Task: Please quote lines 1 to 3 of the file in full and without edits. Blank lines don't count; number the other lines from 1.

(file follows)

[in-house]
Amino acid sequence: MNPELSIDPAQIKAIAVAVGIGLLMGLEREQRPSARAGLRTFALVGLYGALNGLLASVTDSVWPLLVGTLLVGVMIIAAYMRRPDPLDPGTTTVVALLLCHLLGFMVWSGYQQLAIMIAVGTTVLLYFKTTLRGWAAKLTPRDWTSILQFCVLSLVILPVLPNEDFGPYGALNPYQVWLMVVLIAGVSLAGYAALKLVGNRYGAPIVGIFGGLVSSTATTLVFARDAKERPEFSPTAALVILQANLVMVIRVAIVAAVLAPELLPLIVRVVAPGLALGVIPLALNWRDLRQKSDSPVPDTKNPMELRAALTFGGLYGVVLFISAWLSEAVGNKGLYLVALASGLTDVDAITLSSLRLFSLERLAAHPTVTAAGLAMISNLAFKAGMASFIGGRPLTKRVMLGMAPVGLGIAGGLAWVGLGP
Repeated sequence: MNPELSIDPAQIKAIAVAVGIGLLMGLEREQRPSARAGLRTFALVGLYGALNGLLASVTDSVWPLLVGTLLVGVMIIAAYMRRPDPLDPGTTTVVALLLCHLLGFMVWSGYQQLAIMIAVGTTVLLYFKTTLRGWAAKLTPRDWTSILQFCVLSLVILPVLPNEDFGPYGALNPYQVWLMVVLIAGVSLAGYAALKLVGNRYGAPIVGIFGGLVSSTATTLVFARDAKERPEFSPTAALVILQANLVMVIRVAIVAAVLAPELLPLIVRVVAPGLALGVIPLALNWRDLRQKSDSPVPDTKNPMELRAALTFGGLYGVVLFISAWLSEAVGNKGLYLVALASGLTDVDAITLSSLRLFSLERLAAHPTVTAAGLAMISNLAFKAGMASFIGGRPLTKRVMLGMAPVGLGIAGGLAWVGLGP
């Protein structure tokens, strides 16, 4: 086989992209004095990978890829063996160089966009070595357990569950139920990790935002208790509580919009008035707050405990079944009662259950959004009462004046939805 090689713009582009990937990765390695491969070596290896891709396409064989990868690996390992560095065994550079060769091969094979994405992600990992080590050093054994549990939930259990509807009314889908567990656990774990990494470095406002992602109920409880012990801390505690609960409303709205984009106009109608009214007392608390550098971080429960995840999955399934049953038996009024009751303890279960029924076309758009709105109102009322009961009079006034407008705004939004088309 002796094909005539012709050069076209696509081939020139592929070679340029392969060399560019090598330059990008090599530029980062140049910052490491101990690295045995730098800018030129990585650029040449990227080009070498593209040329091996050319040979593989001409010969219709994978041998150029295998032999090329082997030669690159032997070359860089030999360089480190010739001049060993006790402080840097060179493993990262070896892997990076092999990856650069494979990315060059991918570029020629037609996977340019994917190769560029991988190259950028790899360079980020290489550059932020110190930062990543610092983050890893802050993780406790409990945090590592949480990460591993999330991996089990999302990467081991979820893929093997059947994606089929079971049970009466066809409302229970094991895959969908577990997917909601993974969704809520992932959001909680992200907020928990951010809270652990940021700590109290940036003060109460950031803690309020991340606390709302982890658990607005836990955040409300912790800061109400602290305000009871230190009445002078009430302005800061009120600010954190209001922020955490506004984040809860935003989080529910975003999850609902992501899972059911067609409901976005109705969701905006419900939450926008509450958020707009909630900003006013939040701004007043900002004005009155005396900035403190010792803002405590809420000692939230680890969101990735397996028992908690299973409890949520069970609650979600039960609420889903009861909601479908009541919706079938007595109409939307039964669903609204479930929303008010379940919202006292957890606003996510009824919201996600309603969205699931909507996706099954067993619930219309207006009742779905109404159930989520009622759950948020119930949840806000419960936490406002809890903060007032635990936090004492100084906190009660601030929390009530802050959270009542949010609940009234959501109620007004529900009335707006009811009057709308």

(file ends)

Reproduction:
[in-house]
Amino acid sequence: MNPELSIDPAQIKAIAVAVGIGLLMGLEREQRPSARAGLRTFALVGLYGALNGLLASVTDSVWPLLVGTLLVGVMIIAAYMRRPDPLDPGTTTVVALLLCHLLGFMVWSGYQQLAIMIAVGTTVLLYFKTTLRGWAAKLTPRDWTSILQFCVLSLVILPVLPNEDFGPYGALNPYQVWLMVVLIAGVSLAGYAALKLVGNRYGAPIVGIFGGLVSSTATTLVFARDAKERPEFSPTAALVILQANLVMVIRVAIVAAVLAPELLPLIVRVVAPGLALGVIPLALNWRDLRQKSDSPVPDTKNPMELRAALTFGGLYGVVLFISAWLSEAVGNKGLYLVALASGLTDVDAITLSSLRLFSLERLAAHPTVTAAGLAMISNLAFKAGMASFIGGRPLTKRVMLGMAPVGLGIAGGLAWVGLGP
Repeated sequence: MNPELSIDPAQIKAIAVAVGIGLLMGLEREQRPSARAGLRTFALVGLYGALNGLLASVTDSVWPLLVGTLLVGVMIIAAYMRRPDPLDPGTTTVVALLLCHLLGFMVWSGYQQLAIMIAVGTTVLLYFKTTLRGWAAKLTPRDWTSILQFCVLSLVILPVLPNEDFGPYGALNPYQVWLMVVLIAGVSLAGYAALKLVGNRYGAPIVGIFGGLVSSTATTLVFARDAKERPEFSPTAALVILQANLVMVIRVAIVAAVLAPELLPLIVRVVAPGLALGVIPLALNWRDLRQKSDSPVPDTKNPMELRAALTFGGLYGVVLFISAWLSEAVGNKGLYLVALASGLTDVDAITLSSLRLFSLERLAAHPTVTAAGLAMISNLAFKAGMASFIGGRPLTKRVMLGMAPVGLGIAGGLAWVGLGP